For no apparent reason, some restaurants are extraordinarily busy. These places — and who can fault them? — serve dumbed-down food that they pump out in quantity. The result: Sushi is bland, steakhouses are predictable and Mexican joints run speedy lunch specials. The masses order rice or refried beans and head back to their offices to finish the workday. Sadly, it almost comes as a surprise when a restaurant is more than the sum of its strip mall. But as with anything, the real contenders separate from the pretenders.
Thai Flavor looks average. There's no ambiance and no flash; nothing distinguishes its space. Tables and chairs are neither uncomfortable nor comfortable. Laminated food insta pics line an open kitchen, which shows every practiced move.
But behind this unremarkable Innsbrook setting is a Thai family bringing the heat, literally. The pad Thai ($7.95-$11.95) is among the best I've had in a great while. Sugar plays well with chili pepper, and sticky rice noodles mesh with scrambled egg and tamarind; this rendition of an overhyped dish deserves some glory. It's clear this is the most popular dish in the repertoire. One day, it's revelatory, the next (while still charmingly edible) it seems mass-produced.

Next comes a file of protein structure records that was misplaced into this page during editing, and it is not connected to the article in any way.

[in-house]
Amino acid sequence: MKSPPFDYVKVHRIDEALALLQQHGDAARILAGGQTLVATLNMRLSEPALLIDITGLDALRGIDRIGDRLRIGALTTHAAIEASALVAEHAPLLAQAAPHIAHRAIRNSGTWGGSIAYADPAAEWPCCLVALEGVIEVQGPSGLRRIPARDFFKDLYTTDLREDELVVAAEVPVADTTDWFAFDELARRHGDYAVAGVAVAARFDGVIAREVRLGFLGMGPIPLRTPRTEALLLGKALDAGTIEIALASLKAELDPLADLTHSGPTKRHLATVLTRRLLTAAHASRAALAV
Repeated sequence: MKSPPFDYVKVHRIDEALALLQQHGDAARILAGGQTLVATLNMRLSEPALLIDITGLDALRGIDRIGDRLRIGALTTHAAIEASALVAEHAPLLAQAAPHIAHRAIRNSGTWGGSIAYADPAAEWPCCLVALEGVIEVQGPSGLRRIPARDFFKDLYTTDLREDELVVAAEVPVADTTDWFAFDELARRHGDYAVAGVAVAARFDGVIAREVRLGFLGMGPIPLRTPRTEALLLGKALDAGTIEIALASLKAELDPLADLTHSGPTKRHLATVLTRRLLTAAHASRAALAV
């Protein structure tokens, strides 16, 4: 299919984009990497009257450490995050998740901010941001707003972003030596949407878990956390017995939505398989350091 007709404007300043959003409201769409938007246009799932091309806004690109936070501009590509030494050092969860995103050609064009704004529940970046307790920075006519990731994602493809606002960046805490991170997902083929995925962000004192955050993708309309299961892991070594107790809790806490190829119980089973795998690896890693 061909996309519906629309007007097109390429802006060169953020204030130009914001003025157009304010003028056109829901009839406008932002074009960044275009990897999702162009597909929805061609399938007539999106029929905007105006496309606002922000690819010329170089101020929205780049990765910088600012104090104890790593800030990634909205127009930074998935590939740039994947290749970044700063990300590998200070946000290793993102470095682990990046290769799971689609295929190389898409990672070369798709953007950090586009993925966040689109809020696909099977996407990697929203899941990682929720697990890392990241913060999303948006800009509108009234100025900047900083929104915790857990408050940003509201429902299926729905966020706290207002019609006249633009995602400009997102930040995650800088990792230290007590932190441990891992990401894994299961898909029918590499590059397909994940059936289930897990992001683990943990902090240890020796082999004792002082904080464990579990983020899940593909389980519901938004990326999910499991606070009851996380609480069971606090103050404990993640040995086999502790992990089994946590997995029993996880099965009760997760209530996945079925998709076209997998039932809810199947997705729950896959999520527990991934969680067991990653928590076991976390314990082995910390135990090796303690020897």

Lad na, a wide-rice-noodle dish, is served with tender broccoli stems and a full-flavored brown gravy. It's hearty in portion and easy on a beginner's palate. Spicy fried rice, kao pad basil ($8.95), is the fullback of Thai Flavor's menu. It does all the work a chili-laced dish should, but usually without acknowledgement. Rice is covered with smoky spices that add a fiery component to pungent fish sauce with highlights of sweet basil. Pad kapow ($8.95-$12.95) also makes great use of basil. Sometimes referred to as the holy basil stir-fry, it is a simple dish that lets the ingredients shine.
For those looking for fewer calories but the same bang, larb ($6.95) a tangy meat salad teems with red onions. Missing are the toasted rice and a little more cilantro that would brighten the dish and give it more snap. Must-samples are the noodle soups. Served only at dinner, they're time-consuming layers of flavor. Duck-noodle, called guay thew ped ($8.95), is luscious with wide, soft noodles in a brown broth. Tom kha gai ($6.95) is lighter than expected, a flavorful chicken soup made with coconut broth. Galangal, a type of ginger, chilies, lemon grass and lime leaves are artfully placed to add color and heat.
Because Thai Flavor is so busy, service can be hit or miss. On a couple of occasions, our server seems to never leave our table. Our water glasses stay full and extra sauces are delivered with explanations on how to pair different components. On other visits, service is lackluster with appetizer plates lingering and empty glasses unnoticed.
The Thai iced teas ($2.95) are good contrasts to the spicy undertones, but a few adult beverages might make for a livelier eat-in crowd at night. For now the real business for Thai Flavor is in its takeout. With so many dining choices in the immediate vicinity, it's reassuring to find one where convenience doesn't sacrifice taste. S
4040 Cox Road
Glen Allen 23060
Tuesday-Friday 11 a.m.-3:30 p.m. and 4:30-9:30 p.m.
Saturday-Sunday 11 a.m.-9:30 p.m.